Anthony Perkins and Vera Miles are both very believable in the roles they had initiated over 20 years earlier.  It’s quite plausible that Lila Loomis would have married Sam after the death of Marion.  It’s also believable that Lila would hate Norman Bates, and do anything to get him locked up for good.  It is a bit of a stretch, however, to believe that she would use her daughter as a pawn in a potentially deadly game.  Robert Loggia is very solid in the role of Robert Loggia.  (That is not meant as a slight; he is a good character actor, who helps keep this movie from going completely off the rails.)  Meg Tilly is, well, annoying at best.  Rumor has it that Anthony Perkins did not get along with her, and asked for her to be replaced at some point during filming.  Honestly though, you could put any other actress in that role and it would not have been enough to save the rest of the movie.

Did Jerry Goldsmith really compose the score?  The same man who scored Chinatown, Alien, and Star Trek: TMP?  He had the choice of echoing Bernard Herrmann’s score in some way, or going in a different direction.  He chose the latter.  But its just so movie-of-the-week sounding, that to me it weakens the films already shaky credibility.

So, people are stabbed to death, Norman questions his sanity, and let’s not forget about the surpsise ending.  There is an absolutely ludicrous plot twist that seems to undermine the logic of the original movie.  I can’t really fault the director Richard Franklin, who was a student of Hitchcock, no less, but a stronger script may have helped this be something more than what it is.

Psycho_3_poster

 PSYCHO III (1986) – Universal – Rating:  5/10

Color – 92 minutes – 1.85:1 aspect ratio

Directed by Anthony Perkins

Principal cast:  Anthony Perkins (Norman Bates), Diana Scarwid (Maureen Coyle), Jeff Fahey (Duane Duke), Roberta Maxwell (Tracy Venable), Hugh Gillin (Sheriff John Hunt).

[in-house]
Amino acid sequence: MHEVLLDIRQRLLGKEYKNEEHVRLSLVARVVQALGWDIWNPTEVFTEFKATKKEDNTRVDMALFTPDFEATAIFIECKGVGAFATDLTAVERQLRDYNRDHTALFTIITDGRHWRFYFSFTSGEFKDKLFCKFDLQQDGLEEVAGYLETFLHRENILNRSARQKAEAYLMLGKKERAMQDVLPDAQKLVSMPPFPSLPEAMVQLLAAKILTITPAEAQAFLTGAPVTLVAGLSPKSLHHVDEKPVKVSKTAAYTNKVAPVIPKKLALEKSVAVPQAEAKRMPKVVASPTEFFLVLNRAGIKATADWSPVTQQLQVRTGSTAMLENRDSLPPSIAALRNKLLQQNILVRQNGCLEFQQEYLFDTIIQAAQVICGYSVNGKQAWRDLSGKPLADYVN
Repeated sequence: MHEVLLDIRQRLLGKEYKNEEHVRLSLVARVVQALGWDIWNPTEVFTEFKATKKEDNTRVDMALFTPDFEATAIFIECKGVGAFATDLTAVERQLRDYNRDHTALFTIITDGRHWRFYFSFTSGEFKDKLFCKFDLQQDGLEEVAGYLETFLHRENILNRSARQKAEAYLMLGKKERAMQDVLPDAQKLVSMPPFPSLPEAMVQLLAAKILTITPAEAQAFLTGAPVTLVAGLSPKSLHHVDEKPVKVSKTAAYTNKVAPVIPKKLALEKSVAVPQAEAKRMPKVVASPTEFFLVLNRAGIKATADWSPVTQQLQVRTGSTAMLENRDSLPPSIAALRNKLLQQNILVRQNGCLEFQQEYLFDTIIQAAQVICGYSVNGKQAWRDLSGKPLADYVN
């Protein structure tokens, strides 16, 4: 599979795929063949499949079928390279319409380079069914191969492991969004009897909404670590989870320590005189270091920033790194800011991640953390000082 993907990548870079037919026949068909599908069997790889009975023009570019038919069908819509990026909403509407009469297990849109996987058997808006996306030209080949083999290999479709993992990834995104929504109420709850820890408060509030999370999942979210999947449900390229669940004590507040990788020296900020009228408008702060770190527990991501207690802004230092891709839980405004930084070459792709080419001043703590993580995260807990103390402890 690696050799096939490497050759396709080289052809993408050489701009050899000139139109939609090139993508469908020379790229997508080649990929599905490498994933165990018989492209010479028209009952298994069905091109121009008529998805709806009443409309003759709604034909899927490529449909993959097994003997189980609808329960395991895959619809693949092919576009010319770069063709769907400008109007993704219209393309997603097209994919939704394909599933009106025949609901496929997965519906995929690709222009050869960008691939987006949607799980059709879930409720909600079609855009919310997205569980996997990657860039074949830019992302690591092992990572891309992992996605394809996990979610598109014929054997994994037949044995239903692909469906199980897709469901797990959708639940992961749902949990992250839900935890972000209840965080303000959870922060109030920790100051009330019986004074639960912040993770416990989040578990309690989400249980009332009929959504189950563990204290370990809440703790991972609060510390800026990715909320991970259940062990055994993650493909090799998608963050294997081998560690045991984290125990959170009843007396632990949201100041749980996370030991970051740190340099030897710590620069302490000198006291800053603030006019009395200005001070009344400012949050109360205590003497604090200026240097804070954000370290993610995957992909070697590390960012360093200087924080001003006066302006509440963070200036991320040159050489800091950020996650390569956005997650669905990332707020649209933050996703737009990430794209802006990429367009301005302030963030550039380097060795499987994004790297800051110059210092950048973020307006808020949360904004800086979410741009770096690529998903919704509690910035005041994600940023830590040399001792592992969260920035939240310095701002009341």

Written by Charles Edward Pogue

Music by Carter Burwell

The third chapter in the Psycho series is somewhat better than its predecessor,  but is still miles away from being a truly good film.   Norman is back to his crazy ways, having installed Mother 2.0 in the bed where he kept the first model.  Norman has a love interest again, this time a nun who has been kicked out of her convent.  She caused a mother superior to fall to her death, in a scene that deliberately (and quite effectively) evokes Hitchcock’s Vertigo.  She ends up at the Bates Motel, along with Jeff Fahey’s character Duane, a drifter looking to make a score, and make it with every woman who crosses his path.   Hugh Gillin reprises his role from the last installment as Sheriff Hunt, a man who sympathizes with Norman Bates and wishes everyone would just leave him alone.

So, this being a Psycho movie, you can be assured that people will die violent deaths, and Norman will wage his mental battle with Mother.  And that is what really drives this movie, and makes it worth watching.  Anthony Perkins still makes Norman Bates a sympathetic character.  We watch him perform acts of evil, and yet still root for him to somehow overcome in this struggle with his dead mother, who is the real source of evil.

Anthony Perkins directed this movie, and did an admirable job, considering it was the first (and only) time he sat in the director’s chair in his career.   He overcame his initial nervousness about directing, and won over everyone on the set.  Several cast and crew members remarked that Perkins was a pleasure to work with as a director.